Saint Patrick’s Day, March 17, with its parades, green beer, and Irish humor, is here again. Suddenly many of us here in the Rio Grande Valley, Texas, and around the world find real or imagined Irish connections, a time to associate with others who claim Irish links celebrating Saint Patrick’s Day for the fun of it.
The Tea Room Magic Trick
Charles and Paddy go into the tearoom for refreshments. While ordering, the Englishman, Charles, waited for the baker to turn his back. He then sneaked three buns, putting them quickly into his pocket before sitting at their table.
At their table, Charles turned to Paddy and proudly said, “Did you see that? It took talent and nerve to take those buns without the baker seeing me.”
The Irishman is horrified, “Charles," he says, "that’s shoplifting. Let me show you how to do it honestly and still end up with three free buns.”
So, Paddy calls the baker over to their table, “Sir, I want to show you an Irish magic trick.”
The baker agreed.
The Paddy asks for a bun, then proceeds to eat it. He repeats the process two more times.
The confused baker says, “Okay, paddy, but where’s the magic trick?”
The Irishman replies, “Check this Englishman’s pockets.”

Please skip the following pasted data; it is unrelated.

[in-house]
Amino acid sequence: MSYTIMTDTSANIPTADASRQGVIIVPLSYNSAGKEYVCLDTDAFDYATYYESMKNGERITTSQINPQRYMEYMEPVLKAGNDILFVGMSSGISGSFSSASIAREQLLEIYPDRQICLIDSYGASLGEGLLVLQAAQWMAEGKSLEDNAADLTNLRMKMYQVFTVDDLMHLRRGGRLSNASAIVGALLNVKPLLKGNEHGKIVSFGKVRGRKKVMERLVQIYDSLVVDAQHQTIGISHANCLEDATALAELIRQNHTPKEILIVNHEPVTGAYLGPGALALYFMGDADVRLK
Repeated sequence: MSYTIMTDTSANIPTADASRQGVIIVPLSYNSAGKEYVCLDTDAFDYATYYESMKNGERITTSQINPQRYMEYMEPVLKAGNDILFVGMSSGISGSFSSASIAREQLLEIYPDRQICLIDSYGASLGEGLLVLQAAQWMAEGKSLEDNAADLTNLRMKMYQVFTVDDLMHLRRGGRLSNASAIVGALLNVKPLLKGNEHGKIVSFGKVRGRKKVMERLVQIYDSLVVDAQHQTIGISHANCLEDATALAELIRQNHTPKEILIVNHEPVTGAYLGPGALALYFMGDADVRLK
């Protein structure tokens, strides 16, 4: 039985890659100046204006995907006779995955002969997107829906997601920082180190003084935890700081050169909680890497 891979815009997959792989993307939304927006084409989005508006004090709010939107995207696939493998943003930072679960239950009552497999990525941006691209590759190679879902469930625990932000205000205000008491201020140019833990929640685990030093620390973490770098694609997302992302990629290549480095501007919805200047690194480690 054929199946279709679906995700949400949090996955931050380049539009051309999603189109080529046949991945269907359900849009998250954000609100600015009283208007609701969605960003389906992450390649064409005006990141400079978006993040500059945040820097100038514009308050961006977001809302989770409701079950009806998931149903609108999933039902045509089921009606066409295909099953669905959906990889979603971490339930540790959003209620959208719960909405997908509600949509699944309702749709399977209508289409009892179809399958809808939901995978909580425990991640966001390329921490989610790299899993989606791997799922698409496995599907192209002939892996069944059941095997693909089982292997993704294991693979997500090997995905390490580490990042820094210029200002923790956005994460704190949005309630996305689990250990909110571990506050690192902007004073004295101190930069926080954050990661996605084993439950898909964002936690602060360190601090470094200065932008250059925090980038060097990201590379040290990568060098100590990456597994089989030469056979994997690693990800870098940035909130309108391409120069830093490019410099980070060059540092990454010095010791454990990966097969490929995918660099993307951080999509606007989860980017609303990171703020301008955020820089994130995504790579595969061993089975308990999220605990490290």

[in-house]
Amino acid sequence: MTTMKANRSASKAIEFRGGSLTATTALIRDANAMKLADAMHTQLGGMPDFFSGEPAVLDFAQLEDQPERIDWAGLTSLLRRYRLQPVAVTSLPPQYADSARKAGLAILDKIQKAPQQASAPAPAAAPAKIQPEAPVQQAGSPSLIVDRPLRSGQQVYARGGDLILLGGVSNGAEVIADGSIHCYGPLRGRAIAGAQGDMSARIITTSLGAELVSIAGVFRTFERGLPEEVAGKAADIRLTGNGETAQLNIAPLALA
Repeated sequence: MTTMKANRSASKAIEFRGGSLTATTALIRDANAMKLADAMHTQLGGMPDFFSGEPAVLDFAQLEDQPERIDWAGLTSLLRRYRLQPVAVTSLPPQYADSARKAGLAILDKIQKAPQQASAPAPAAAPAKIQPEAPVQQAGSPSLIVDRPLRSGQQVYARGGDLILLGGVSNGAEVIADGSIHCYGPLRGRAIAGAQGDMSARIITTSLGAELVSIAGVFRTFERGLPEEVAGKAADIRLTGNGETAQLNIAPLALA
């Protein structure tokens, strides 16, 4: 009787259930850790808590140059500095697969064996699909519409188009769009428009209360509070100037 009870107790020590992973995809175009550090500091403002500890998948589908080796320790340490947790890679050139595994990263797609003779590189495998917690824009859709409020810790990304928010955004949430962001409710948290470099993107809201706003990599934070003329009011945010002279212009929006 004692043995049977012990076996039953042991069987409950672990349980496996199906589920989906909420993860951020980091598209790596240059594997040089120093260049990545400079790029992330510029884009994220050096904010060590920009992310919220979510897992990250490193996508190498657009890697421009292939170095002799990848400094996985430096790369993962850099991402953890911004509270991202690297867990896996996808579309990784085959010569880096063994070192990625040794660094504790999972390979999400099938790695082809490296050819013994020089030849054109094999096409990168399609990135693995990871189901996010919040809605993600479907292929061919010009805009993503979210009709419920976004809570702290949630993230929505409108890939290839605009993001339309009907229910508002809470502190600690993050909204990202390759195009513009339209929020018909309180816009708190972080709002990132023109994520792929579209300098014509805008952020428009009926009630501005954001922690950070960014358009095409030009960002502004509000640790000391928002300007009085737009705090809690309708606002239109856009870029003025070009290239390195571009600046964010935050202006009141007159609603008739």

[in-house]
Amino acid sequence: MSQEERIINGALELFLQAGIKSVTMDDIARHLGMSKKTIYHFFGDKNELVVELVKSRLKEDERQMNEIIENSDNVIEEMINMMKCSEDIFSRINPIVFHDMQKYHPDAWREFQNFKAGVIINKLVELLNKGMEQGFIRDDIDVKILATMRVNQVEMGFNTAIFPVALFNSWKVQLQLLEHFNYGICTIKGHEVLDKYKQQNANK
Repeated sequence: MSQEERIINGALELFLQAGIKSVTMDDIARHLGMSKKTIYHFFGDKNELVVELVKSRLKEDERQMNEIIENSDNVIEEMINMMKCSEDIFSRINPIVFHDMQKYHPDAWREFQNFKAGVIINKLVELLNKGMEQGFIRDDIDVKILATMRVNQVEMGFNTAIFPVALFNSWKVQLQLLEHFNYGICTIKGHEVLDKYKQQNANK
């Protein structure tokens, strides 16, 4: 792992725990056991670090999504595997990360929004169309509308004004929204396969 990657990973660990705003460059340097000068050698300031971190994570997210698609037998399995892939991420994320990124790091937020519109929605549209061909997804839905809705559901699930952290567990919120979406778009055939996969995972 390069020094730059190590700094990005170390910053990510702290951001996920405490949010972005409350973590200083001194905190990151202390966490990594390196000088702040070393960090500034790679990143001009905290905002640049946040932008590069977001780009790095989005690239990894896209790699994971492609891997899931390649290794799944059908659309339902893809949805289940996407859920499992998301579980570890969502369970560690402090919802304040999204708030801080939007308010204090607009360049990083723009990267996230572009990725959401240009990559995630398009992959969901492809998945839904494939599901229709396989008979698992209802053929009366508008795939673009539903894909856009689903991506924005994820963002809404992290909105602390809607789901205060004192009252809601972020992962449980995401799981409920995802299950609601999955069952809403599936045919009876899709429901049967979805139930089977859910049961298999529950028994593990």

But What is Irish humor?
As a non-Irish reader, you might say sarcastic comments, purposefully misleading statements, and making fun of another person’s misfortunes are not humorous.
Irish Gaelic has a word for this; the word “craic” (A Noun pronounced "crack").
In Ireland, asking, "Do you have any Craic (crack)” is not asking if you have drugs. So, “Any Crack” means do you have any news which may include humorous stories?
Liam Falls Off the Ladder and Gets Covered In Green Paint
Liam was standing on a ladder painting the green rain guttering of his house when he slipped and fell onto the flower garden. When he stood up, green paint covered his hair and clothing.
“Liam,” shouted Mrs. O’Reilly from across the street. “Stop fooling around; you don't need that sleek green coat to make your skinny body look more like a Leprechaun.”
A Good Crack
In this case, Liam was probably not hurt badly. Mrs. O’Reilly showed her concern, and Liam would have responded in a similar disrespectful tone in a real-life situation. This tale is what the Irish would call a funny newsworthy story, "A good Crack." You can dissect this tale, but that is overthinking the words, which is not the Irish way.
The Last Word
If an Irish teacher says, “You’re working too hard,” you might want to think the opposite is true.
Have a Fun Saint Patrick’s Day.